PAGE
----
Unlock BFSI 2.0: Experts on whether rural India will be new growth driver

Asserting that a lot of what is happening in rural India is a reflection of the urban sector, Pronab Sen, Director for the IGC India Programme, explained that an excellent harvest is usually a mixed blessing in which a rise in output is accompanied by a decline in crop prices.


He was speaking at the Unlock BFSI 2.0 webinar organised by Business Standard today, entitled "Will Rural India Be the New Driver of Growth?" Other experts in the webinar included Rathin Roy, director, National Institute of Public Finance and Policy (NIPFP); Sajjid Chinoy of JP Morgan; Sonal Varma, chief economist (India and Asia Ex-Japan), Nomura; Pranjul Bhandari, chief India economist, HSBC; and Soumya Kanti Ghosh, group chief economic advisor, SBI.


Sen added that the government response to Covid was rural focused, with an Rs 1.5-2 trillion in the initial stages. However the rural sector itself is dependent on remittances from migrant labour. But with many such workers returning, to the village economy has lost about Rs 15,000 crore during each month of the lockdown, or about Rs 60,000 crore in the four months to July, Sen explained. So while agriculture is doing well, multiplier effect on the rural economy did not happen as remittances dried up.


Sen said the agricultural economy in India is essentially divided into two parts. The first part is prosperous on the back of healthy crop output and a strong procurement mechanism. The other is the laggard and will do very badly.


Bhandari of HSBC said another reason the rural economy is faring well today is that the brunt of the lockdown was felt by the urban sector. She said the exuberance in the rural economy due to good monsoon, reservoir levels, strong tractor sales, among other things, may not last as remittances are drying up and a large section of the rural population is looking at gainful employment in construction activity, which is not doing too well currently.


Bhandari's view was that interconnect between urban and rural is strong and it the former does nor improve, the repercussions will be felt in the latter. She said once the kharif season is over, the sheen will wear off and the trouble spots in the rural economy will start showing up,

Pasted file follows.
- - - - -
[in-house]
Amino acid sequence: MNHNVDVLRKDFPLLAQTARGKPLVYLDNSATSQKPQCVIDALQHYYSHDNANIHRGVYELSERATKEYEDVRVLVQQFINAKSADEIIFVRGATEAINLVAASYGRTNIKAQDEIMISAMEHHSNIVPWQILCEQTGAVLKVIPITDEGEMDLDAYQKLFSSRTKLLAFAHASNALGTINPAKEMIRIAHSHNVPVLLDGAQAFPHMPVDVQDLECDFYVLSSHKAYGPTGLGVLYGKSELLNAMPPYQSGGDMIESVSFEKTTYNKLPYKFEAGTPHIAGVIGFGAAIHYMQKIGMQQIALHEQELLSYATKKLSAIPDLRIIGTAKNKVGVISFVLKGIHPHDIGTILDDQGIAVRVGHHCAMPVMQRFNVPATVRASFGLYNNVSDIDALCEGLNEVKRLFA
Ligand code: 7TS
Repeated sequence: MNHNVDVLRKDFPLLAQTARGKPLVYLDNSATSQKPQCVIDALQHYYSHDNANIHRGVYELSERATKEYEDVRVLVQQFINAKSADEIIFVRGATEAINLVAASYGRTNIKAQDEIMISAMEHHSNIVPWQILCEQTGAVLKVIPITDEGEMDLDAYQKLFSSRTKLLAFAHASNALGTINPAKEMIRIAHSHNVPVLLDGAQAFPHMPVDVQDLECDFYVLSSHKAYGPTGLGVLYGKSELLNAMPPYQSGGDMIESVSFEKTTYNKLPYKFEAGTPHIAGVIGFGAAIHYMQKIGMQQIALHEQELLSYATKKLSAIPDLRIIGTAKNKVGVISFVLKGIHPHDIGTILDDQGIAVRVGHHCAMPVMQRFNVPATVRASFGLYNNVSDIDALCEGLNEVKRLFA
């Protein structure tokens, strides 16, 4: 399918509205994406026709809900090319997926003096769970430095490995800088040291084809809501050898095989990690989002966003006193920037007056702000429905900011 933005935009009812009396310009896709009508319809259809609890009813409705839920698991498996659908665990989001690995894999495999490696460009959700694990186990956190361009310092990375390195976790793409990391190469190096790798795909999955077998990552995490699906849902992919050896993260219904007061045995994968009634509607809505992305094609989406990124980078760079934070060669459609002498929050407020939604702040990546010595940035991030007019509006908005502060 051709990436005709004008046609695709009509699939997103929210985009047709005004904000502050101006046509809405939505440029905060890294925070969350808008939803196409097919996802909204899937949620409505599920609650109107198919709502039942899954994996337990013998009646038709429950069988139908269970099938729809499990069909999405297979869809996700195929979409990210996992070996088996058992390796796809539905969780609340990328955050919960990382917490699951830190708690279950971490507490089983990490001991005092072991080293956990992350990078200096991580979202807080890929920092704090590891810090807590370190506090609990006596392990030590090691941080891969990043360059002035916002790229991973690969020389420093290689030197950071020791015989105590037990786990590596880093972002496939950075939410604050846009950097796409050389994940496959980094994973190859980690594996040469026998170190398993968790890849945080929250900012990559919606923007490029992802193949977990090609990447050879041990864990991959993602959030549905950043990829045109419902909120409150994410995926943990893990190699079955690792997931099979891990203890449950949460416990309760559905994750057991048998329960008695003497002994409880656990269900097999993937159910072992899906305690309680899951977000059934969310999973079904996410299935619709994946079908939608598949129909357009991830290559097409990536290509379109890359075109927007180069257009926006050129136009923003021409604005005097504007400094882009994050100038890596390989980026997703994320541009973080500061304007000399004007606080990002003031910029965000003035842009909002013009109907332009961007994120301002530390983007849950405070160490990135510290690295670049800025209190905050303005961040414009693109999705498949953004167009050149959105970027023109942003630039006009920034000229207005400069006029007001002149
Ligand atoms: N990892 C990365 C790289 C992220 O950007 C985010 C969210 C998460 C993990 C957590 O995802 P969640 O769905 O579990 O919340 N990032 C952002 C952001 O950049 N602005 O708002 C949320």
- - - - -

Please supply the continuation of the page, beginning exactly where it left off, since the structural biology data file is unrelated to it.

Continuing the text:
Chinoy of JP Morgan highlighted the fact that the consumer durable sector was currently at 68 per cent of the pre-Covid level, while consumer non-durable volumes were at 115 per cent of pre-Covid, indicating greater consumption of foodstuffs by a large section of the population confined at home and, therefore, a spike in rural income.


Chinoy added that the virus is more severe in urban currently, but that could change. He also mentioned that agriculture should not be equated with rural, as the latter has a more important non-farm component Supporting Bhandari's view of a strong rural-urban interconnect, Chinoy mentioned that several SMEs, are dependent on urban sector.  


Stating that consumption is a function of income, Varma of Nomura said rural looks relatively better but should not be overplayed, and that a lot of rural income is non-farm, and plenty of opportunities exist to get more out of the sector in terms of food processing, cold chains, export and the like.


Ghosh of SBI was emphatic that the pandemic has actually provided a stimulus to the rural sector, stating that people sitting at home are consuming cereals and food item boosting rural income.  He was, however, concerned that in the past two months, Covid has spread to a large extent in states like Maharashtra and Andhra Pradesh, where the spread was more accentuated in the villages than in cities. Besides, not all sectors are doing well, a case in point being milk, which had to be dumped by farmers in Maharashtra for the unremunerative prices it was fetching


On the issue of doubling farm income, Roy of NIPFP said there were several aspects to it. At the operational level, farm incomes could be ramped up if input costs were reduced and the middleman's share was pared. On the supply side, perishability of produce could be minimised with the introduction of infrastructure like warehousing and cold chain.

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